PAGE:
An automatic sucess

Employees in the US and Australia are continuing to save for retirement despite falling balances but they are sharply questioning fees and charges, according to pension experts invited to speak at recent Friends Provident Global Forum events.

Workers in Australia are seeing their first negative rate of return in nearly 20 years of compulsory retirement saving. The average rate for the last year is now minus 15% according to Senator Nick Sherry, Australian Minister for Superannuation and Corporate Law. Many people are now asking why they should pay anything for negative returns. David John, an influential Washington policy analyst at The Heritage Foundation reports that US workers with 401(k) accounts are finding that they are down by 40% from their peak and this has caused a backlash. Despite this, studies and polls are showing that 95% of workers continue to save.

These experts also agree that compulsion and autoenrolment have increased the importance of default fund design as most members will not make active decisions about investments.

Both countries are well placed to report on what happens when participation rates in defined contribution schemes are maximised. In the States auto-enrolment is said to have produced ‘stunning’ results taking participation from low teen percentages to the high seventies. Surveys have shown that a high percentage of auto-enrolled people stay in the plans and express gratitude to their employer for the chance to save for retirement.

This should be a very welcome message to the UK government which is planning to introduce autoenrolment into personal accounts for almost all workers in 2012. The news from the US is that autoenrolment reaches the people who need to save but who have tended to miss out.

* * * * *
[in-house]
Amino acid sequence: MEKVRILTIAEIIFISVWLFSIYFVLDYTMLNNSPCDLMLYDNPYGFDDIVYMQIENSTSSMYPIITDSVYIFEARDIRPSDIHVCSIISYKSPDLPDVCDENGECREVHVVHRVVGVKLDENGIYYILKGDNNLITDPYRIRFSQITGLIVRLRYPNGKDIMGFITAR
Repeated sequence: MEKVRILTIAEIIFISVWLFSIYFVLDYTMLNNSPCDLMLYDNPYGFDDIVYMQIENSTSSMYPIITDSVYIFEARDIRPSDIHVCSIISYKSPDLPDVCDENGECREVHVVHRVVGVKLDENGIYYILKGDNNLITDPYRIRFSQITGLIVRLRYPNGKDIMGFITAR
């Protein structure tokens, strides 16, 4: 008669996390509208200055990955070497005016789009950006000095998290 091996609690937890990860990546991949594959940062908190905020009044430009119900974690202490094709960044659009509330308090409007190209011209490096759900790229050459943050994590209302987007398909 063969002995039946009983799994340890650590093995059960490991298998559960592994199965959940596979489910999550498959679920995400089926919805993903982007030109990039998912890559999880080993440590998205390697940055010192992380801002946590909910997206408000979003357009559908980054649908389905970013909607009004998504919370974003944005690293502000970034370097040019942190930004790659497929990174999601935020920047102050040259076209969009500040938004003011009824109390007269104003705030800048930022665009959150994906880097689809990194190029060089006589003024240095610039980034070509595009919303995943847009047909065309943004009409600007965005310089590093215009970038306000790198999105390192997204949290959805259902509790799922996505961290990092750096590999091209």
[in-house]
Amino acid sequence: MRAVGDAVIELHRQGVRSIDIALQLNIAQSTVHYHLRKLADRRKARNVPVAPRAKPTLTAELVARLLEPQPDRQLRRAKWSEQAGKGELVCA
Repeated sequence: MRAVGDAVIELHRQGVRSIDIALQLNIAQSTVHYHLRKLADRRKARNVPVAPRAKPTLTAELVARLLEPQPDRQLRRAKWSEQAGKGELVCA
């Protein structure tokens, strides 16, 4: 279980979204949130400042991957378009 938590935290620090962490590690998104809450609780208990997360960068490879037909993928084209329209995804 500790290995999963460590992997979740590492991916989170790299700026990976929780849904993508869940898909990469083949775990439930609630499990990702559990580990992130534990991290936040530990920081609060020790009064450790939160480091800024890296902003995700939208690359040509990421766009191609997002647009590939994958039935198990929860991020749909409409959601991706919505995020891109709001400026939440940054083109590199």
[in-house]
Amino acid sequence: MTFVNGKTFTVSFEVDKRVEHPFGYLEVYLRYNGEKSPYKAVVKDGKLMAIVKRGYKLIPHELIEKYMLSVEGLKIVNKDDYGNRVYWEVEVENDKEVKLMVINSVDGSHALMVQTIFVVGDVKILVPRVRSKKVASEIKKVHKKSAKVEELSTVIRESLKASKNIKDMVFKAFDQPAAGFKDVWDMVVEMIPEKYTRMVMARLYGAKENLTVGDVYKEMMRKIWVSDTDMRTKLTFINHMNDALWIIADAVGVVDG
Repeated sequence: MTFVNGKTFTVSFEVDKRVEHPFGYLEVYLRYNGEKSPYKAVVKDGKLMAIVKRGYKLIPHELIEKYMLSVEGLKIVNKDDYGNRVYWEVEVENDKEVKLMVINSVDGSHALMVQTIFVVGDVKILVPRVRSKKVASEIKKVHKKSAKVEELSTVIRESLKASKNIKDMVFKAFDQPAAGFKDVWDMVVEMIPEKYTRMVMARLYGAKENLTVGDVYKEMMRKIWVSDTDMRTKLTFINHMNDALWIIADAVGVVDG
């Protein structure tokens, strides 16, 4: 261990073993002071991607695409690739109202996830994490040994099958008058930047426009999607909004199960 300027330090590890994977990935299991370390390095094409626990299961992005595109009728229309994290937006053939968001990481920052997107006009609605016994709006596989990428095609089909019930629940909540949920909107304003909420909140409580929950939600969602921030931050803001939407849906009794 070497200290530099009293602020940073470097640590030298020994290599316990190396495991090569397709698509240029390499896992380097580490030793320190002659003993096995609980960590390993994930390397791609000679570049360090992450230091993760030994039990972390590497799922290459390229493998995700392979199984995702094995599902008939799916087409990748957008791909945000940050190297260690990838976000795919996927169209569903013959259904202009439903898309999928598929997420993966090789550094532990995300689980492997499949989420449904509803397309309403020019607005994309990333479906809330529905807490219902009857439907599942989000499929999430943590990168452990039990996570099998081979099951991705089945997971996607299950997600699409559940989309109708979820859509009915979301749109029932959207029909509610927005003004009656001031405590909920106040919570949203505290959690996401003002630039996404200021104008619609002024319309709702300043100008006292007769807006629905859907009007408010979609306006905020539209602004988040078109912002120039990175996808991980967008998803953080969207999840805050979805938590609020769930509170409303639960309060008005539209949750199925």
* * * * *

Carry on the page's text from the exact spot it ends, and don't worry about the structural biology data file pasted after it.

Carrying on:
That said there are still some important details of the UK scheme that need reviewing, and getting it right for a 2012 launch is looking optimistic.

Despite concerns from analysts the government seems in denial about the impact of means testing on the integrity of the state-sponsored scheme. If this is not resolved in the interests of ordinary workers who allow themselves to be auto-enrolled then we can expect a significant amount of resentment when they learn that years of sobriety are not rewarded.

We have still to learn too what the Personal Accounts Delivery Authority (PADA) will do with lost or orphaned accounts, a big problem in Australia, and how the default option will be tackled. As the industry knows only too well, trying to motivate employees to take responsibility for their own investment choices is not a great success story.

Those who are auto-enrolled into personal accounts will have already voted with their feet – or their inertia. Instead of pushing investment fund choice up this particular hill we should be standing back and letting the inertia roll scheme members into good default funds. American providers of 401(k) plans are tackling the issue by not trying to turn workers into ‘chief investment officers’; they are looking instead at putting effort into default scheme design and more specifically into target-dated funds.

These allocate investments according to the number of years an employee will have in the workforce before a chosen retirement date. Single target-dated 401(k) plans automatically allocate investments and adjust them according to a ‘glide path’, in some cases, at five year intervals until the day of retirement. The challenge will be to minimise costs for an option which is neither entirely passive nor entirely active but which could improve default fund returns over the long term.